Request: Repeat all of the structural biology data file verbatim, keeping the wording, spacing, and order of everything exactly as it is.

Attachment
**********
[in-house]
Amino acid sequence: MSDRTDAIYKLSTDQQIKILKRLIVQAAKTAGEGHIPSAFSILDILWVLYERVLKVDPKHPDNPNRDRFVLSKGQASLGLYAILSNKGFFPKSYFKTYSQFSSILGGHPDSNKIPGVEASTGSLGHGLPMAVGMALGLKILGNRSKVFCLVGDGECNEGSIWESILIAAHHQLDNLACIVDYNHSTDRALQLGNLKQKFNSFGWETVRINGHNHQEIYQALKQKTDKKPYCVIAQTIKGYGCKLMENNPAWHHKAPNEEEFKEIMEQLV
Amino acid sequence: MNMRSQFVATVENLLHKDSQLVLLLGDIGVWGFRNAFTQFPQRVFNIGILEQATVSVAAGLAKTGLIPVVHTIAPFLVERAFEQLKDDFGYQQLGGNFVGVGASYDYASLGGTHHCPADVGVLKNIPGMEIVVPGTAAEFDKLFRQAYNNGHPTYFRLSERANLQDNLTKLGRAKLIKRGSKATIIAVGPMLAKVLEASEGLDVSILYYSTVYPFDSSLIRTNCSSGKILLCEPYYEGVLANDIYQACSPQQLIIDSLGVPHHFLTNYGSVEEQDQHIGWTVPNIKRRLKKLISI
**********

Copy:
[in-house]
Amino acid sequence: MSDRTDAIYKLSTDQQIKILKRLIVQAAKTAGEGHIPSAFSILDILWVLYERVLKVDPKHPDNPNRDRFVLSKGQASLGLYAILSNKGFFPKSYFKTYSQFSSILGGHPDSNKIPGVEASTGSLGHGLPMAVGMALGLKILGNRSKVFCLVGDGECNEGSIWESILIAAHHQLDNLACIVDYNHSTDRALQLGNLKQKFNSFGWETVRINGHNHQEIYQALKQKTDKKPYCVIAQTIKGYGCKLMENNPAWHHKAPNEEEFKEIMEQLV
Amino acid sequence: MNMRSQFVATVENLLHKDSQLVLLLGDIGVWGFRNAFTQFPQRVFNIGILEQATVSVAAGLAKTGLIPVVHTIAPFLVERAFEQLKDDFGYQQLGGNFVGVGASYDYASLGGTHHCPADVGVLKNIPGMEIVVPGTAAEFDKLFRQAYNNGHPTYFRLSERANLQDNLTKLGRAKLIKRGSKATIIAVGPMLAKVLEASEGLDVSILYYSTVYPFDSSLIRTNCSSGKILLCEPYYEGVLANDIYQACSPQQLIIDSLGVPHHFLTNYGSVEEQDQHIGWTVPNIKRRLKKLISI